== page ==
Methylenedioxymethamphetamine (MDMA), also better known as ECSTASY, is one of the most popular "club drugs" available today. These drugs are sometimes referred to as entactogens. "Entactogens" is a term that has been coined to describe the class of drugs that increases a person's "warm and friendly feelings" for others. Ecstasy or MDMA is an amphetamine derivative, as can be seen by the amphetamine group at the end of the chemical name. Its chemical structure is related to both amphetamine and mescaline. Over the years, more than 1000 chemical variations of ecstasy have been produced.28
According to Robson, the Merck pharmaceutical company takes credit for first synthesizing this drug in about 1912 and obtained the patent rights for it in 1914. At that time it was suggested that it could be used as a weight control drug. However, it was not commercially marketed but did get a restart in the 1950s when the United States Army was testing it for use in psychological warfare. Recreational use started in the late 1960s, and in the 1970s it was used by some psychologists to aid in different types of therapy. In psychotherapy, it was suggested that it allowed people to communicate more effectively.28
Ecstasy utilizes the serotonin and dopamine neurotransmitters to create a stimulatory effect in the central nervous system. By stimulating a "flood of serotonin" within the brain, a person feels friendly to everyone he or she comes in contact with during the time period the drug is in effect. When researchers gave ecstasy to animals, it resulted in an increased temperature, heart rate, salivation and actually caused convulsions in high doses. Because it is an illegal drug and cannot be prescribed, it is not used in human research any longer. The use of ecstasy and resulting emergency room visits isncreased dramatically over the period from 1994 to 1999. In 1994 there were about 250 reported emergency room visits compared with an estimated 2850 cases of ecstasy overdose in 1999.3 In reviewing the most recent United State government drug abuse report,32 it appears that ecstasy use declined among high school students over the years 2000–2002. High school seniors who reported using ecstasy at some time in their life dropped from 11% in 2000 to 10.5% in 2002. This is not a significant reduction in the number of high school seniors taking ecstasy but a decline in the total number of students trying this drug.
Implications On Activity
Some of the social drugs can have dramatic and even life-threatening consequences on athletes. Because the athlete increases his or her heart rate through exercise, drugs such as cocaine or methamphetaminecan cause the heart rate to increase to a point of cardiac overload and result in the untimely death of the athlete. Some of the other social drugs, such as marijuana, are used by athletes on a more frequent basis for performance enhancement through increased relaxation. There are many other ways to increase relaxation in the athlete without use of illegal substances.
This drug is an illegal substance with many adverse effects. The main effect that people who take this drug are trying to achieve is the sudden exhilaration that comes anywhere from 20 to 90 minutes after oral consumption of the tablet. The feeling of exhilaration that the person experiences can last from 3 to 5 hours depending on the metabolism rate of the individual. It is also reported that the first experience using ecstasy is the most rewarding for the person, with subsequent experiences being less positive.29 It should also be remembered that this drug is typically taken in combination with one or multiple other party drugs such as alcohol, tobacco, marijuana, amphetamines, cocaine, etc. Some of the reported effects of ecstasy include being more friendly with others, and less aggressive and less defensive in interpersonal interactions. People report that they can overcome many of the stresses that are involved in everyday life including obsessive behavior and impulsiveness. It is claimed by many users that speech is enhanced and the perception of time is diminished when using Ecstasy. Adverse effects occurring during the original 3 to 5 hours include nausea and vomiting.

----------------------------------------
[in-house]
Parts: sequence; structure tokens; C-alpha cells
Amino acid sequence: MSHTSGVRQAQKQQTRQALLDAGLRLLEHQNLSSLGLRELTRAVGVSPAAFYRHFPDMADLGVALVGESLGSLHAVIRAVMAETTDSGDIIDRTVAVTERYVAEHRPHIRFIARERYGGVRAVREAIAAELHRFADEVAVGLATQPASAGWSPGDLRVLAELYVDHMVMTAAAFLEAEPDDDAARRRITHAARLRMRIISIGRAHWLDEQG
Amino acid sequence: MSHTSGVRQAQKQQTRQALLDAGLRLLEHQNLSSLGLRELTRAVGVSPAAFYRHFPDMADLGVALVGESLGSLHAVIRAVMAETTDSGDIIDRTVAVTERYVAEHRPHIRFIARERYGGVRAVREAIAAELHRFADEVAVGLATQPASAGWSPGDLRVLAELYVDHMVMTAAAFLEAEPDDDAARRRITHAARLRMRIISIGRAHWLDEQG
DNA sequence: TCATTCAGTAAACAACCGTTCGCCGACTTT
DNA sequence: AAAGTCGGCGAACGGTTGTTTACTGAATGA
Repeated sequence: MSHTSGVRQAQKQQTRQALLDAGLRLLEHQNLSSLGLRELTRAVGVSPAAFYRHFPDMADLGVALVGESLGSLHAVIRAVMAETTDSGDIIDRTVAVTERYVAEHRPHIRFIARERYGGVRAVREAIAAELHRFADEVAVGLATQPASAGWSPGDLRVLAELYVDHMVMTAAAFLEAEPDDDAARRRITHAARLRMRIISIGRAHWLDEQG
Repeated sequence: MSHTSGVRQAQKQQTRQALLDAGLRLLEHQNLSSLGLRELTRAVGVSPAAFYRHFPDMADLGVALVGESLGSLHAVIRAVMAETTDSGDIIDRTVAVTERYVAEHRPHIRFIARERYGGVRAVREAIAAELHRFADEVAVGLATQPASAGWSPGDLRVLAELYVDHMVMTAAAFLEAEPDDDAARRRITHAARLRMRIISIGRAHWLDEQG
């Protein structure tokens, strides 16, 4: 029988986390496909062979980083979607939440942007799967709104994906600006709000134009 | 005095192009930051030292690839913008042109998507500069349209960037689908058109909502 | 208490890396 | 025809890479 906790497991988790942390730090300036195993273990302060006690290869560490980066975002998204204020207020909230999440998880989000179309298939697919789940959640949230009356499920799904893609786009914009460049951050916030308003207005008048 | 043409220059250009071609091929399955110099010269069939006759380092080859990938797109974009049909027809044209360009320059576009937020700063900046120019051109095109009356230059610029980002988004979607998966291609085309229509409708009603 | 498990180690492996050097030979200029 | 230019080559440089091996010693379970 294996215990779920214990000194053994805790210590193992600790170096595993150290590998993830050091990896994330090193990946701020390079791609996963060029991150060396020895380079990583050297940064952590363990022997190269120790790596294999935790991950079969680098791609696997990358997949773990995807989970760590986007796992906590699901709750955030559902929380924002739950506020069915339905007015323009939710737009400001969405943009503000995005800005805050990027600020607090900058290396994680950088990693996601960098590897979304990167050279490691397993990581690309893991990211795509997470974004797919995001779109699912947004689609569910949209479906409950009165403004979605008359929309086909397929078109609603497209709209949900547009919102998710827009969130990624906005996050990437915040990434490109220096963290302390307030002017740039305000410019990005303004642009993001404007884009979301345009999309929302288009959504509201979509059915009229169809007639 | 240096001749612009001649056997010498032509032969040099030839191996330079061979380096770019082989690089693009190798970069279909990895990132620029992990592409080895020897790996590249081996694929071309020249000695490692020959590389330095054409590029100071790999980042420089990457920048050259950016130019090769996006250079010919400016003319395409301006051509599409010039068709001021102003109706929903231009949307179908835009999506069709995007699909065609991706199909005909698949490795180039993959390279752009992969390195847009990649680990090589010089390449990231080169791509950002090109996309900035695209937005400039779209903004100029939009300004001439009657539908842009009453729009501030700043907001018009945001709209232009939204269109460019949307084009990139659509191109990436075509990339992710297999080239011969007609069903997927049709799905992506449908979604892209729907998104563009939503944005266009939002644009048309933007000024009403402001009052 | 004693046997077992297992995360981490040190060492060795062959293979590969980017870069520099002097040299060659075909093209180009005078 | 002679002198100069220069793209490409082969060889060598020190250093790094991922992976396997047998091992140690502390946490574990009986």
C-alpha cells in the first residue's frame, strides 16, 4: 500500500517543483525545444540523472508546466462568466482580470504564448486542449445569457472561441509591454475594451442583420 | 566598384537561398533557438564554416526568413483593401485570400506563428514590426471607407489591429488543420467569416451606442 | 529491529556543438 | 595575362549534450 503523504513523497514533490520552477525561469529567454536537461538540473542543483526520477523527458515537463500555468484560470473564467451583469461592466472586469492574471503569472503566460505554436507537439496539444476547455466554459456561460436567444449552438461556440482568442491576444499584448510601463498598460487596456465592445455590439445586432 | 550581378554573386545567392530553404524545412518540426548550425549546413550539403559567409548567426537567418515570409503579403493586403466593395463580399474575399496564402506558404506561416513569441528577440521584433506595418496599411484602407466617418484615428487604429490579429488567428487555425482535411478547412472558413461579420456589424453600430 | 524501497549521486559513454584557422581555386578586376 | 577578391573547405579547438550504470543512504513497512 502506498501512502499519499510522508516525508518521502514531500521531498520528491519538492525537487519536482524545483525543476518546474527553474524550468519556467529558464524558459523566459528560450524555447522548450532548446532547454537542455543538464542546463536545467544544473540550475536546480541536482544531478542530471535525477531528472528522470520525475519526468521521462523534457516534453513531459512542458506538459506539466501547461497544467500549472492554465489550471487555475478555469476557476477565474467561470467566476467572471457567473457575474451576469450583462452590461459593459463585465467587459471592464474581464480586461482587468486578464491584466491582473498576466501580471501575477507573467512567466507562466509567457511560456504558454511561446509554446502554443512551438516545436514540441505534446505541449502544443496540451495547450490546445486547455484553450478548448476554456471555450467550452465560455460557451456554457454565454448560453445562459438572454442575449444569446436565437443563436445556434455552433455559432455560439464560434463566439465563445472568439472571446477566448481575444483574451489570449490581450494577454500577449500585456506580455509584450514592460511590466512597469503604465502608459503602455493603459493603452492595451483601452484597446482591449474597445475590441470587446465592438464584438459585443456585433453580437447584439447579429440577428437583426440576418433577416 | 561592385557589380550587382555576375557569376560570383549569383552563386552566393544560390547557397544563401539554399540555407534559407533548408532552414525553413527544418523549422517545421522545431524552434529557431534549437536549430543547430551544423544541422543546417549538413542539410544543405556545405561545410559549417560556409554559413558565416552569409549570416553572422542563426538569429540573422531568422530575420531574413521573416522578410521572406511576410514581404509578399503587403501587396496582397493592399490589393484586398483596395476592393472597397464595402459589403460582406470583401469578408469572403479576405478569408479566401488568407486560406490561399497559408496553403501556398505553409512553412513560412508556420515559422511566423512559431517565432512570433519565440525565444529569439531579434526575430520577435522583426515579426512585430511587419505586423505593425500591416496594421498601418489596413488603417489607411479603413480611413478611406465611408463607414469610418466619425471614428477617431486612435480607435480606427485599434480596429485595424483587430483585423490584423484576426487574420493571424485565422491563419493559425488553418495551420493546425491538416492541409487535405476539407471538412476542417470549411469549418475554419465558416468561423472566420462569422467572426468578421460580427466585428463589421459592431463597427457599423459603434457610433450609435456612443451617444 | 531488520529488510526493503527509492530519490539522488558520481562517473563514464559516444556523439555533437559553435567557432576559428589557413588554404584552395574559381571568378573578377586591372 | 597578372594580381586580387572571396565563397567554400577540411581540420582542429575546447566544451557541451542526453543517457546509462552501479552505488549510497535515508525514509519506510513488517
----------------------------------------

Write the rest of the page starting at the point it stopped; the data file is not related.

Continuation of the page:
What to Tell the Athlete
At the high school and college level, there is a higher incidence of athletes "experimenting" with drug use because social pressure from peers. The athlete needs to be continually reminded of the detrimental effect of social drugs. Some tips for the ATC when educating the athlete about these drugs.
Social drugs like alcohol and tobacco are readily available. However, the athlete should be cautioned to not use these substances for acceptance by peers, to prove their independence or for some other superficial reason.
Alcohol is an easy drug to abuse, and alcoholism can be initiated at a young age.
Marijuana has a high level of social acceptance, but it also has a number of adverse effects the athlete must be aware of when using this drug.
Cocaine and club drugs are also easily obtained, and the chance of adverse effects and even death are very high with the use of these drugs.
Many times, athletes are the most respected and their behavior is an example to many other nonathlete students.
Abstaining from the use of social drugs will show the people around the athlete the real "strength" of the athlete.
Interestingly, the reported effects of ecstasy use can last up to a week in some individuals. Some report that for 1 week, they have an increased ability to interact with others and experience a decrease in fear, aggression, obsessive behavior, and anxiety. The adverse effects some experience for the week are a decrease in sleep and/or appetite, fatigue, depression, libido, restlessness, and a decreased ability to perform mental and physical tasks.12
This drug can have both acute and chronic toxic effects in the athlete.11 Memory loss and decreased mental functioning is a neurotoxic effect that results from use of even a single dose of ecstasy. Memory loss can include recognition and long-term memory.15,20 Mental functioning that has been documented to be impaired by Ecstasy use includes both immediate and delayed word recall. Other more obvious acute signs and symptoms include nausea, vomiting, dehydration, fainting, clumsiness, uncoordinated movements, increased body temperature, generalized "hangover" liver damage, and kidney failure,
Scenarios from the Field
A very good high school football quarterback was highly recruited to a number of Division I universities. He made his final decision and started fall football the summer after high school graduation at his newly selected university. The university, like all Division I universities, had a random drug testing procedure. This athlete was randomly drug tested his freshman year and tested positive for alcohol and marijuana. The university policy was to put any positive drug tested athletes into counseling and allow them to proceed with their education. The counseling sessions were initiated for this player, but he again tested positive for alcohol and marijuana in his sophomore year. He was removed from the team for 1 year and was again asked to attend drug counseling to determine if he could be helped with his problem. The third year he came back to play football but once again tested positive and was released from the football program as an athlete.